Saturday, August 04, 2007

Update on TAM crash in Sao Paulo

TAM Airlines tailOver the past few days, there has been a lot of speculation in the press that pilot error was to blame for the crash of TAM Airlines Flight 3054 at São Paulo's Congonhas airport last month. The speculation began after it was revealed that the crew retarded the thrust lever for the number one engine during touchdown, but left the throttle for the number two engine in its forward position.

Some news media not specialized in aviation matters seem to have concluded that this was an illustration of pilot error. Aviation industry insiders are not so quick to assume that pilot error was the reason that a throttle was in the wrong position, noting that it was possible the pilots had shifted the throttle lever correctly but that the plane's computer had failed to respond due to a mechanical failure.

According to a report on Flight that quotes industry sources:
For reasons yet to be explained, the pilot, in the final moments before touchdown, retarded only the thrust lever for the left-hand engine – first into the ‘idle’ position, then into ‘reverse’. This action disconnected the auto-thrust, as per its design. The failure to move the right-hand engine’s thrust lever to the reverse position runs contrary to the standard operating procedure which calls for both levers to be set to ‘idle’ and then 'reverse' – even with a thruster reverser inoperative.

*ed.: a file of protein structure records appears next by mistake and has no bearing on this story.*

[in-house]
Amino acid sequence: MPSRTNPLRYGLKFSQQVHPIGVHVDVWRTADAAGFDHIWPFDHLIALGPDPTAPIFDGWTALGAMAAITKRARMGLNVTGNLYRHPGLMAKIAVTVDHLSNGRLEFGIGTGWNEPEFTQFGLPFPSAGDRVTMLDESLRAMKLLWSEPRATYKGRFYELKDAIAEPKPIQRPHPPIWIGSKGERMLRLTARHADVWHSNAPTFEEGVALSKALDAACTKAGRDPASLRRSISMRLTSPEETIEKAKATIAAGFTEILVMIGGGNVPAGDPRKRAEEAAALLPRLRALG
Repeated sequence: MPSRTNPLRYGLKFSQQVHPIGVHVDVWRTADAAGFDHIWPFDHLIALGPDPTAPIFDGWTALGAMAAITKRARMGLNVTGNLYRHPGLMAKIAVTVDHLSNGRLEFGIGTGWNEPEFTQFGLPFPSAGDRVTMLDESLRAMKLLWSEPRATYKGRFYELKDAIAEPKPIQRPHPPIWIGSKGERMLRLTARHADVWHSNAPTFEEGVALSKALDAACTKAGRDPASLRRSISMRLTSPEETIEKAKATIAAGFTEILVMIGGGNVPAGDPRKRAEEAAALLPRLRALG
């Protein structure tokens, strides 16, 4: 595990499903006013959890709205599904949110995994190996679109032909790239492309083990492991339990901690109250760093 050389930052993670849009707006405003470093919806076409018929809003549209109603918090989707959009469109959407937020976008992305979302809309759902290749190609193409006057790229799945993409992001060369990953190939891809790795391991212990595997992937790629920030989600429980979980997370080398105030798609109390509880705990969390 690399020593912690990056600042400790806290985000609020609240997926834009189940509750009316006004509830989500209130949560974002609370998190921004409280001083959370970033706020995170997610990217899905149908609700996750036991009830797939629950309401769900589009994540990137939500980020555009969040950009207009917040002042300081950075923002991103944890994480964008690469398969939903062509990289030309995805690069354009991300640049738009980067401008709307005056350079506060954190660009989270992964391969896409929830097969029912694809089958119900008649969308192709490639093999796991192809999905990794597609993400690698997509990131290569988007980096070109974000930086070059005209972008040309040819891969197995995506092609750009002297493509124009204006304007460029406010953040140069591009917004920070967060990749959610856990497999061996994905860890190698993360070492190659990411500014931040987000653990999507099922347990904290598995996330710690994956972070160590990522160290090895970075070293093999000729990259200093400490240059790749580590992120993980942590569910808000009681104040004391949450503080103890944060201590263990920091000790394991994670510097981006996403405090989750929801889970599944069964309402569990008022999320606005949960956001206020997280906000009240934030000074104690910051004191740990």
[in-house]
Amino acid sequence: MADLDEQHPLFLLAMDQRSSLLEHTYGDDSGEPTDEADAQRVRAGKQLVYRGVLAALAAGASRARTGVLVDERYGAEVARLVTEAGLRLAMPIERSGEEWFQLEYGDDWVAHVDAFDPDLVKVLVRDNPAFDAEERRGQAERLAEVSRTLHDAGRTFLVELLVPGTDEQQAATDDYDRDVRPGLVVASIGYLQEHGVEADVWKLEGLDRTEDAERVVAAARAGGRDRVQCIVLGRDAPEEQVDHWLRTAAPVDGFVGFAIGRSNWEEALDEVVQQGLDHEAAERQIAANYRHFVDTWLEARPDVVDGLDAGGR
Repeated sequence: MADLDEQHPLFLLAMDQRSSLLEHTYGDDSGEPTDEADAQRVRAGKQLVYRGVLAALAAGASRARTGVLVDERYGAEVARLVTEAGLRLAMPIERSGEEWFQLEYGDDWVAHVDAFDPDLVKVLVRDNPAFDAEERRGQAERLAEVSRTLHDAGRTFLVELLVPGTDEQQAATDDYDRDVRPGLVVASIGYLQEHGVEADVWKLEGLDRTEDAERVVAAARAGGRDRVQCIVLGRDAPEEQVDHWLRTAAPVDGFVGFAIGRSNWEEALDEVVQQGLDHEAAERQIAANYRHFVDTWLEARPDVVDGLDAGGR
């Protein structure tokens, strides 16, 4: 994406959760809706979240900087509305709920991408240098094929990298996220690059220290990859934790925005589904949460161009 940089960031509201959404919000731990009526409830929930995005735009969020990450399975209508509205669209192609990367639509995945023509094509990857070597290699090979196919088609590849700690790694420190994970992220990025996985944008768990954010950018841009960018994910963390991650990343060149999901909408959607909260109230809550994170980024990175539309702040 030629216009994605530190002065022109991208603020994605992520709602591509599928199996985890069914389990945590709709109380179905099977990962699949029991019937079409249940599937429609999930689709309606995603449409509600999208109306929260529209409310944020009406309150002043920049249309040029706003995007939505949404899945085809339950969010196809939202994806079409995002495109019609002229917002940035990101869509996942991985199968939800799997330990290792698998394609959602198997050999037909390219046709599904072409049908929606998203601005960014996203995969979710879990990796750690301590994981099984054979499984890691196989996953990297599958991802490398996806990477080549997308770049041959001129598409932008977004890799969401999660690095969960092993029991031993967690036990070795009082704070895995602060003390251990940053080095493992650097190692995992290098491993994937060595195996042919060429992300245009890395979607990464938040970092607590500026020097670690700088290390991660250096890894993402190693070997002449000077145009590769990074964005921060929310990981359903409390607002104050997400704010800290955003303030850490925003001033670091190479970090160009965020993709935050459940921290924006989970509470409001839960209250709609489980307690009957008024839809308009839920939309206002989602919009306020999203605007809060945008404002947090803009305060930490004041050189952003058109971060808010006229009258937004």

It is unclear why the right-hand engine thrust lever was left in position. Newly-released cockpit-voice transcripts have notably highlighted the crew’s awareness that only the left-hand engine had an operable thrust-reverser; the right-hand reverser had been deactivated. This, however, should not have made a difference to the thrust retardation procedure.

As the aircraft began to slow after touchdown the thrust being produced by the right-hand engine remained at the level it was at when the auto-thrust had disconnected. With the thrust lever forward the spoilers would not have deployed, and the auto-brake would have similarly been inhibited.

In the cockpit transcript the co-pilot appears to state that the A320’s spoilers did not activate on touchdown and, as the situation develops, the pilots are heard to say that they cannot slow the aircraft. Flight-data recorder information indicates that the pilots repeatedly pressed on the brakes in a bid to stop the jet but did not retard the right-hand thrust lever.
Officials at Brazil's aviation accident investigation agency, CENIPA, have pledged to keep an open mind about the cause of the accident, saying that the investigation will cover mechanical or system failures and pilot error as well as airport infrastructure.

An English translation of the TAM Flight 3054 CVR transcript has been posted on the website, along with an interpretation of the clues to possible causes of the crash that the transcript provides.

Related: Click here to view all posts on this blog about the TAM Flt 3054 accident.